Weather you need some Stock a Jus or a Demi-Glace Here is a recipe in all it's beefy glory.
• 1 x large stock pot
• 1 x roasting dish (able to be put on hotplate)
• 2 x large saucepans
• 1 x fine mesh strainer (chinois)
• 1 x large metal spoon
• 1 x container (for putting hot oil in that is skimmed off)
• 1 x wooden spoon
Peel and halve the onions/shallots, wash and coarsely chop the carrots into 4-5 cm pieces and also remove the celery leaves and cut stalks into 4-5 cm pieces and slice the head of garlic in half
Place the prepared vegetables and a few sprigs of the thyme into the oven dish with the beef/veal bones (leave the pigs trotter aside) and place into a preheated oven at approx 200 c. Roast until the veal/beef bones have browned and good caramelization has taken place, this is essential to achieve the desired depth and richness to the stock.
Remove baking tray and tip contents into your empty stockpot and pour off any excess oil, place the now empty baking tray onto your stovetop on a low heat and add the red wine. De-glaze the pan using the wooden spoon and reduce the wine to about half. Tip the wine reduction into the stockpot.
Now add the pigs trotter, peppercorns, bay leaves and about a handful of the fresh thyme to the stockpot and fill with cold water to cover everything by about 2 inches. Put the stockpot onto your stovetop and bring to the boil. Remove the lid from the stock pot and bring the temperature to a low simmer. Reduce for several hours until the liquid level has dropped to about 2 inches below the top of the solids.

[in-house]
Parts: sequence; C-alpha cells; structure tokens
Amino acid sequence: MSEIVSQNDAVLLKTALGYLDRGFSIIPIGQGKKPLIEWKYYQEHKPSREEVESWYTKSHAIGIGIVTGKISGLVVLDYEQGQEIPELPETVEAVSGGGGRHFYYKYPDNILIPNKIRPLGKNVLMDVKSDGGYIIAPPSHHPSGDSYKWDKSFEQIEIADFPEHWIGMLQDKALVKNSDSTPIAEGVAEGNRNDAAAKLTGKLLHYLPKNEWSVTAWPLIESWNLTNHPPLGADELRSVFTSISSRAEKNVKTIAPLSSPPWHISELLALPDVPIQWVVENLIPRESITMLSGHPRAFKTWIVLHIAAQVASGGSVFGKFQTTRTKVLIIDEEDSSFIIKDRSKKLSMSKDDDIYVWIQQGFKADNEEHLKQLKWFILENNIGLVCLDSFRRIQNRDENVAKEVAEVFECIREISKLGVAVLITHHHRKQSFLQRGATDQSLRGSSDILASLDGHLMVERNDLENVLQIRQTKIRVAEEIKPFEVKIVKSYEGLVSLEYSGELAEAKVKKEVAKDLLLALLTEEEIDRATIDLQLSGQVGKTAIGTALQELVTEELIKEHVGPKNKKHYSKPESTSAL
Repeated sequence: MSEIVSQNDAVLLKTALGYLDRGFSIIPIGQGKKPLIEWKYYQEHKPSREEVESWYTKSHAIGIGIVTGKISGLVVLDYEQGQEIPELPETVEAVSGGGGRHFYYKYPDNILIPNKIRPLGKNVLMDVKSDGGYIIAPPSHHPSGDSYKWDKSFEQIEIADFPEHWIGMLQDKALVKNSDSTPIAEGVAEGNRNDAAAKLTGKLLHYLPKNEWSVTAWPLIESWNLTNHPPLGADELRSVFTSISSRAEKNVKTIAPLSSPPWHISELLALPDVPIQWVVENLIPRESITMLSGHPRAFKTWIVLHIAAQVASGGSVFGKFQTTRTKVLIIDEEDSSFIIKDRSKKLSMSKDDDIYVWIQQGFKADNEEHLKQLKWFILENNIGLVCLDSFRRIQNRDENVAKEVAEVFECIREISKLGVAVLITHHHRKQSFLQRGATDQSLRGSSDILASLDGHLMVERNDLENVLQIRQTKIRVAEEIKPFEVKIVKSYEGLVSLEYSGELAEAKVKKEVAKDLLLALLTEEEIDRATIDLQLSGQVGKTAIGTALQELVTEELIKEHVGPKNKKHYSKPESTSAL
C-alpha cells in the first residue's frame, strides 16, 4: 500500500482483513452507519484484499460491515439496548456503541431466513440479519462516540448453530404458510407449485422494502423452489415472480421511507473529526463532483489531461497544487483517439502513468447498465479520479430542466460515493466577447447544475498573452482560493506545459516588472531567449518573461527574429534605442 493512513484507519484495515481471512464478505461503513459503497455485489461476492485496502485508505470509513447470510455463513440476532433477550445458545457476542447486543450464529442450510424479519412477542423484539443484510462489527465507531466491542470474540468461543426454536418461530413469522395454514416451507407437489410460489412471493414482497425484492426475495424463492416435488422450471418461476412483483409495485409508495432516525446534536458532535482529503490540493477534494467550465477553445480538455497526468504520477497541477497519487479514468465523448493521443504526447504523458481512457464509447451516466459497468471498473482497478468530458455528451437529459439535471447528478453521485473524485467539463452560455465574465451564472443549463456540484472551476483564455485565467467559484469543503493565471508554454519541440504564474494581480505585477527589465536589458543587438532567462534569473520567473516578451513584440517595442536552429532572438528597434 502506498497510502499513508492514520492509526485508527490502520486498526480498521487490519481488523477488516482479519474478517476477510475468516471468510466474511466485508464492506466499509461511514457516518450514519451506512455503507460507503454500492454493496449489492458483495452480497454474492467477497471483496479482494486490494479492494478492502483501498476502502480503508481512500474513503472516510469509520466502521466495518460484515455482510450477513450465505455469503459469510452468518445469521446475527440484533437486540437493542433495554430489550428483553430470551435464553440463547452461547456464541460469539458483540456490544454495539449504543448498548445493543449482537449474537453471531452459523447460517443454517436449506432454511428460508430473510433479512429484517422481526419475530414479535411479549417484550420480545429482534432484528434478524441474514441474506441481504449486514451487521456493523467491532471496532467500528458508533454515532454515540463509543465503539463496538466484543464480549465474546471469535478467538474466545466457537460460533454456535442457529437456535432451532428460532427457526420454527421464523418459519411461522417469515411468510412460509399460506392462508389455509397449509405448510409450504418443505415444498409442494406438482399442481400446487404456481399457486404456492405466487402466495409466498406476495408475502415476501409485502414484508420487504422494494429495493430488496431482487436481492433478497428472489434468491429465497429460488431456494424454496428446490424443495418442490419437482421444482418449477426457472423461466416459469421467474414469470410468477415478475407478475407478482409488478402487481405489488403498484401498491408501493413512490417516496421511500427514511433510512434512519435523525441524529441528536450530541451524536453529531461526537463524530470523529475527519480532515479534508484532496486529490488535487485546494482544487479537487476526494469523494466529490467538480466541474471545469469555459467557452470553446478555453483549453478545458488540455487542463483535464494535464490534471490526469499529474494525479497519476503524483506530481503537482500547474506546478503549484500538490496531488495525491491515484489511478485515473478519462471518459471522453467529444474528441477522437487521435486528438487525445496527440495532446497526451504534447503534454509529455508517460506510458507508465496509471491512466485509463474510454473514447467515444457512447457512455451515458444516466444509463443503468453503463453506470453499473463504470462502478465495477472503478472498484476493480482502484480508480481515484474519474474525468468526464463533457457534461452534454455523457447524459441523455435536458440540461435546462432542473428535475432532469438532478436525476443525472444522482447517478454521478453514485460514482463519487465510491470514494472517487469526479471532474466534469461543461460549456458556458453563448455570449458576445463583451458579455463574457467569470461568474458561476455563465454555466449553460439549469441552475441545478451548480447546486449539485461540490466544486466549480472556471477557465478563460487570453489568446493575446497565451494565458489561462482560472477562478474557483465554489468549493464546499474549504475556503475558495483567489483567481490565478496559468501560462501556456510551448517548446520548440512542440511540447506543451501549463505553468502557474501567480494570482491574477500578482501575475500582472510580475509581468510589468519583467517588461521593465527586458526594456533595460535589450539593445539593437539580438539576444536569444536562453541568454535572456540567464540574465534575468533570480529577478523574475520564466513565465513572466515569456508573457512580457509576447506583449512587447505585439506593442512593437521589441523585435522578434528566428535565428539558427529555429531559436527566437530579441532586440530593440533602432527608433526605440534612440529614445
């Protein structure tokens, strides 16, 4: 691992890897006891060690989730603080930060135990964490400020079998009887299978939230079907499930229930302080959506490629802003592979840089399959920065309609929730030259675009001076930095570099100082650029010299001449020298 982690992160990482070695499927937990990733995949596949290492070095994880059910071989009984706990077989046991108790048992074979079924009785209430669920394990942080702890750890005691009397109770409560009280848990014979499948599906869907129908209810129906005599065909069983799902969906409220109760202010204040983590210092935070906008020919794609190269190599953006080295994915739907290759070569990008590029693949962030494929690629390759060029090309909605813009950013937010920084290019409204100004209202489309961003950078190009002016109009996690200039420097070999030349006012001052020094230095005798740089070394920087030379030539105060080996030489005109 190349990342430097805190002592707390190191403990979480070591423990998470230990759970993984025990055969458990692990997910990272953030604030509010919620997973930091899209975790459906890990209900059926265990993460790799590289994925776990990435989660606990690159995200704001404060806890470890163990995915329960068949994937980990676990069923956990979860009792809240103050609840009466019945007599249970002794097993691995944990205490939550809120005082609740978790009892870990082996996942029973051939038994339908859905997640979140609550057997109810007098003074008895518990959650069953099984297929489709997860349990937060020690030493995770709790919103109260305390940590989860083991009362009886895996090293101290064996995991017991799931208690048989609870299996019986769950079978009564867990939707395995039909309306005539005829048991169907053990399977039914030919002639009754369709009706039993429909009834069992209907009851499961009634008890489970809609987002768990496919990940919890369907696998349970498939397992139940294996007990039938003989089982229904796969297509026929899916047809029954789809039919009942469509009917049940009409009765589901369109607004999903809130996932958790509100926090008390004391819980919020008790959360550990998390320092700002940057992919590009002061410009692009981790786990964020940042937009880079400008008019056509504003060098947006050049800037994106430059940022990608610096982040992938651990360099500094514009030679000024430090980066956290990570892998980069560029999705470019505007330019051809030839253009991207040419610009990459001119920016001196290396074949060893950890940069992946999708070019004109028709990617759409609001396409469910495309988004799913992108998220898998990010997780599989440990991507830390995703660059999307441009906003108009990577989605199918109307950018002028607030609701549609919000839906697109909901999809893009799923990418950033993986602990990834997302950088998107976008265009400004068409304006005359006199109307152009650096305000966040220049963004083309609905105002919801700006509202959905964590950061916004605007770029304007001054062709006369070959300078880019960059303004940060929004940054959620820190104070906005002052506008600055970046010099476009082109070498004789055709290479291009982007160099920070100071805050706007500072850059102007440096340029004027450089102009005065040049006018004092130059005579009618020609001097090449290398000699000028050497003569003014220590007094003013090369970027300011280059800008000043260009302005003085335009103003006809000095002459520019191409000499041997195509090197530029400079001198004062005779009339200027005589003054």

Remove stockpot and drain off the liquid into one of the saucepans leaving the solids behind, the solids may be discarded at this point. Using the gauze strainer, pass the liquid between the two saucepans several times to remove any particles in the liquid.
If you wish to remove fat without the need to skim during the next step you can cool the liquid to room temperature at this point and the fats will form a skin on top which can be easily removed by hand, this will however add quite a bit more time to the process.
(If you wish to keep some of the liquid for use as stock at this point you can put some in the fridge in an airtight container which should keep for about 5 days or for several months in the freezer).
Place the saucepan onto the stove top and begin further reducing the liquid on a medium simmer, you will also need to start skimming off the oil from the top of the liquid at this stage using the large metal spoon and discarding it into the container. It is important to remove virtually all the oil as it will detract from the texture of the finished sauce, you will inevitably waste some of the liquid during this procedure but it will be negligible as the liquid still has to be reduced quite a bit further.
Whilst the liquid is still quite thin but reduced enough for the flavours to develop it is considered a jus, however to achieve maximum effect I prefer to take it down to a demi glace so keep reducing the liquid down slowly until it starts to thicken and just begins to coat the back of your spoon when you stir it, taste it and it should be rich and decadently delicious, if so remove from heat immediately. This is one of the most delicate and crucial steps in the process as you can easily get complacent after spending many hours reducing to a point where the sauce will be ready but if left for a few minutes longer it will coagulate and become syrupy, it will also begin to burn.
Use immediately or can be poured into ice cube trays and kept frozen in the freezer for several months, one cube is generally enough for one serve. When reheating, do so in a pot on very low heat, as it will over thicken very quickly. I find it’s best to place in a bowl over a pot of boiling water (double boiler) and melt in the same way you would chocolate.
Nutritional analysis per serving (24 servings)
Note: The information shown is Edamam's estimate based on available ingredients and preparation. It should not be considered a substitute for a professional nutritionist's advice.
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